“I enjoy the convenience technology offers,” she says. “I’m trying to bring it to the viewer’s attention that you don’t have to just accept it. That’s why I enjoy art. You put stuff out there and people can interpret it how they like.”

MUSEUM & SHOW SHARE A RICH HISTORY

Since it opened in 1937 as the Boise Gallery of Art, the museum has sought to exhibit Idaho artists.

An annual Idaho Art Exhibit started in the mid-1950s. As the museum grew, added galleries and began running exhibits for longer durations, programming became more complicated. So, the annual became a biennial in 1979 and triennial in 1991.

Some artists felt it as a slight when the museum cut back to every three years, but Boise Art Museum curator Sandy Harthorn says it was a practical concern.

“If we were still doing the annuals, the Idaho show would be every fourth show,” she says. “By the time we would be taking it down, artists would be submitting for the next one.”

Since moving to every three years, the show has hit its stride. It happens often enough to satisfy the art audience without overdoing it and allows artists enough time to create new bodies of work in between.

In the time between Triennials, the museum works to exhibit Idaho artists whenever it can, Harthorn says.

In the past few years, Boise artists Troy Passey, Karen Woods, Charles Gill, Kirsten Furlong and Renda Palmer, Caldwell artist Garth Claassen, Moscow artist Marilyn Lysohir and others have been featured in solo and group shows. Harthorn also weaves Idaho artists into shows that pull from the museum’s permanent collection. Several of those pieces were put in the collection after the artist won a Triennial.

Shows like the Triennial can trace their history to 18th century Paris, where salons were created to lionize the artists from the Academie des Beaux-Arts, the French national art academy, says Boise State art history professor Craig Peariso, who specializes in contemporary art.

“The 18th century was a time of national antagonisms and rivalries, so saying France’s culture was better than, say, England’s was sort of the point,” Peariso says.

Those shows also became points of contention in the Paris art world. Artists working in new styles or who focused on “questionable” subject matter — such as Manet, Whistler, Pissarro and Cezanne — were rejected. That led to the Salon des Refuses of 1863, an “exhibition of rejects” at the command of Napoleon III, that offered these artists a chance to show their “scandalous” work.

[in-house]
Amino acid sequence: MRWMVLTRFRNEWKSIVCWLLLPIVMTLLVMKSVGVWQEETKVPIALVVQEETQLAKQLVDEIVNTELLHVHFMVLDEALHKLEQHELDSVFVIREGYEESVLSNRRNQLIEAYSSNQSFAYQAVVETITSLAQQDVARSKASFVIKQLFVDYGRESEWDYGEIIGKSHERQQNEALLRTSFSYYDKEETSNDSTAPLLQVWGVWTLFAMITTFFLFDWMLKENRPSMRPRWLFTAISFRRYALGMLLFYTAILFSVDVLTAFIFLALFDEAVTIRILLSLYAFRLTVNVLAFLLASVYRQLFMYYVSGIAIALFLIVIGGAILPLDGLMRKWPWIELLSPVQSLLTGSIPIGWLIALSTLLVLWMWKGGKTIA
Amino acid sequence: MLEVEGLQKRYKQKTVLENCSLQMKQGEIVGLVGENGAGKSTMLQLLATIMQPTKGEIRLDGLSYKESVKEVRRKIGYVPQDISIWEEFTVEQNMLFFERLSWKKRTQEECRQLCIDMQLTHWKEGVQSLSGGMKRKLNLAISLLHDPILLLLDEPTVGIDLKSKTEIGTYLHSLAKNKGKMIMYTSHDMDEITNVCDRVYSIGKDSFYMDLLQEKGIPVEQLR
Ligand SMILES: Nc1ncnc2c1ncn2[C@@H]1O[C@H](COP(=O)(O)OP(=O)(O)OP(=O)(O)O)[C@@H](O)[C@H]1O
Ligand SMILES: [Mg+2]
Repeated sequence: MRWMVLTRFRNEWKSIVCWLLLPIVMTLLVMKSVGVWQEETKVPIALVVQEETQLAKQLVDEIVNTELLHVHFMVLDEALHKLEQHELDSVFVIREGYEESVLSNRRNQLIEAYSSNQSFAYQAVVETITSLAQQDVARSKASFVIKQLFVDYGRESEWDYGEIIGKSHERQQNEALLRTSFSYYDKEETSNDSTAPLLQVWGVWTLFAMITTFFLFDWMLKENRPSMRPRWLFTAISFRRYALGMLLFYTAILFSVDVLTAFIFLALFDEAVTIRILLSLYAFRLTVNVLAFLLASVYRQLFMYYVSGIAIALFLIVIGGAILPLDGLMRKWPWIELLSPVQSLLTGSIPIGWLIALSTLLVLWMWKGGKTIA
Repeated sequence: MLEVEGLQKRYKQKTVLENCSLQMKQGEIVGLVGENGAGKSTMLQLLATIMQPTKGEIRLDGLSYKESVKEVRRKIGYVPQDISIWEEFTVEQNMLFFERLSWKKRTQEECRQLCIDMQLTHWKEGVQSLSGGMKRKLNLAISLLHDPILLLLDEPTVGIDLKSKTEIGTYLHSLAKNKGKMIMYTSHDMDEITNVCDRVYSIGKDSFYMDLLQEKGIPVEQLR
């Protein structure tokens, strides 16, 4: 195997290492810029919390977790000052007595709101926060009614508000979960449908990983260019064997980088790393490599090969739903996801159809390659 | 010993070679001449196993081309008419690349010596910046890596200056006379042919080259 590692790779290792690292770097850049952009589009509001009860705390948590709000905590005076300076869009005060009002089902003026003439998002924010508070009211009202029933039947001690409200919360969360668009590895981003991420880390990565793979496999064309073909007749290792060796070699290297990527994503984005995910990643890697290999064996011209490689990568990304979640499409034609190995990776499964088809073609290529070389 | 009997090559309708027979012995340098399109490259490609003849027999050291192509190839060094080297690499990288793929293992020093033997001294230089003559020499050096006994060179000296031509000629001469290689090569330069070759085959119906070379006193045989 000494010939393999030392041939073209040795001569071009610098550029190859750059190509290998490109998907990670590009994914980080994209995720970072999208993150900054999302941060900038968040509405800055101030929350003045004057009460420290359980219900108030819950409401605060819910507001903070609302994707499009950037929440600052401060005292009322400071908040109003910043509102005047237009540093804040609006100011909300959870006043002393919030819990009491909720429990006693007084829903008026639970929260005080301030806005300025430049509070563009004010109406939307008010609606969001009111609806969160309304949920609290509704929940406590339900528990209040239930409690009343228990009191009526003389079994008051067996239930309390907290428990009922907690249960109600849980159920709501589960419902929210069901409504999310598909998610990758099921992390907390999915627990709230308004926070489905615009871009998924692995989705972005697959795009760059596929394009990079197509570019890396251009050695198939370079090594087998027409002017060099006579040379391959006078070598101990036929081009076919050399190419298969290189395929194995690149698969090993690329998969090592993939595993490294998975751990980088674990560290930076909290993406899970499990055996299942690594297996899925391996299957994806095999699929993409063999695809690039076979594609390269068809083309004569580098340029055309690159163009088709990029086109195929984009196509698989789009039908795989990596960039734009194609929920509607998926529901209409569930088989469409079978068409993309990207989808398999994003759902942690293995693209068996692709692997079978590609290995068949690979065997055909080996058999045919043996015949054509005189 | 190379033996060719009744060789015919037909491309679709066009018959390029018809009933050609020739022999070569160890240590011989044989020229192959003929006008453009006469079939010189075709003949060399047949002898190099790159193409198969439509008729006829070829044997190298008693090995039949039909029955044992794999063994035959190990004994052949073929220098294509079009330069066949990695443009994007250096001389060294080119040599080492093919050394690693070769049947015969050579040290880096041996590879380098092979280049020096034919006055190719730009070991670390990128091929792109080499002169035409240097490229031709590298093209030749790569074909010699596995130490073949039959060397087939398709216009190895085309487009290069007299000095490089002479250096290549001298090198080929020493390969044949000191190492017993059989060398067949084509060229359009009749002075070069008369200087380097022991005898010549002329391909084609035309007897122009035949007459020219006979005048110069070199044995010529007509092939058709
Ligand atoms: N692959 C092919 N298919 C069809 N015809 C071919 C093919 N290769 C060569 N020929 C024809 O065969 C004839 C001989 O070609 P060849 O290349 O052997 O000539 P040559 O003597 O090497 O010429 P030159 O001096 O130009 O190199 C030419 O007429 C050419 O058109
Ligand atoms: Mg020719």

Biennials became popular in the 1990s as shows such as the Whitney Biennial at the Whitney Museum of American Art in New York City and others in cities such as Istanbul and Shanghai became internationally prominent. Museums started offering these types of shows to establish themselves as cultural hubs and to attract tourists.

Of course, the point today is not to suggest that art in Idaho is better than in Washington or Oregon, Peariso says; however, comparisons are inescapable.

PERSPECTIVE OF SUBJECTIVITY

Getting into the Triennial is a subjective experience. The museum brings in experienced, out-of-state jurors, who then choose the best art from their own perspective.

So, this show is more a reflection of Laing-Malcolmson’s aesthetic than of any quantitative measurement of quality, which she freely admits.

“When you invite a guest curator, you invite that person’s vision,” she says. “I want to show people what I see as the strongest work of what I saw across media.”

Laing-Malcolmson’s creativity is steeped in the Northwest and Intermountain sensibilities. Once a practicing artist, Laing-Malcolmson delved into curation for the first time in Bozeman, Mont., where she earned her master’s degree in fine arts at Montana State University. She put together the first hometown show of wood and metal horses by the now internationally known sculptor Deborah Butterfield.

That’s when Laing-Malcolmson discovered that her true artistic calling was not creating her own works. It was showing other artists to their best advantage, something she’s done in the Northwest throughout her career.

Laing-Malcolmson also spent time in Idaho and proudly reports that she’s fished nearly every river in the state. From her position at the Portland Art Museum she curates work from Washington, Oregon, Idaho, Montana and Wyoming.

She’s currently putting together a show of new work by Boise painter Charles Gill, who was a finalist for the Portland museum’s 2011 Contemporary Northwest Art Awards that Laing-Malcolmson curates. That show comes with the $10,000 Arlene Schnitzer Prize.

The Idaho artists she already knows are those whom gallerists and museum directors have nominated for awards.

Judging the Triennial has been good for Laing-Malcolmson because she saw the work of 222 Idaho artists, she says. It’s also been good for the artists who get their work seen by an important regional curator.

“This gave me a much broader view of what’s happening in the state because it’s an open call,” Laing-Malcolmson says.

Working from digital images, Laing-Malcolmson went through three tiers of judging the work — first just looking at the work with no connection to a name or artist statement.

“I eliminated more than half in that first go-round — people who look like hobby artists, and who don’t really belong at a show of this level,” she said.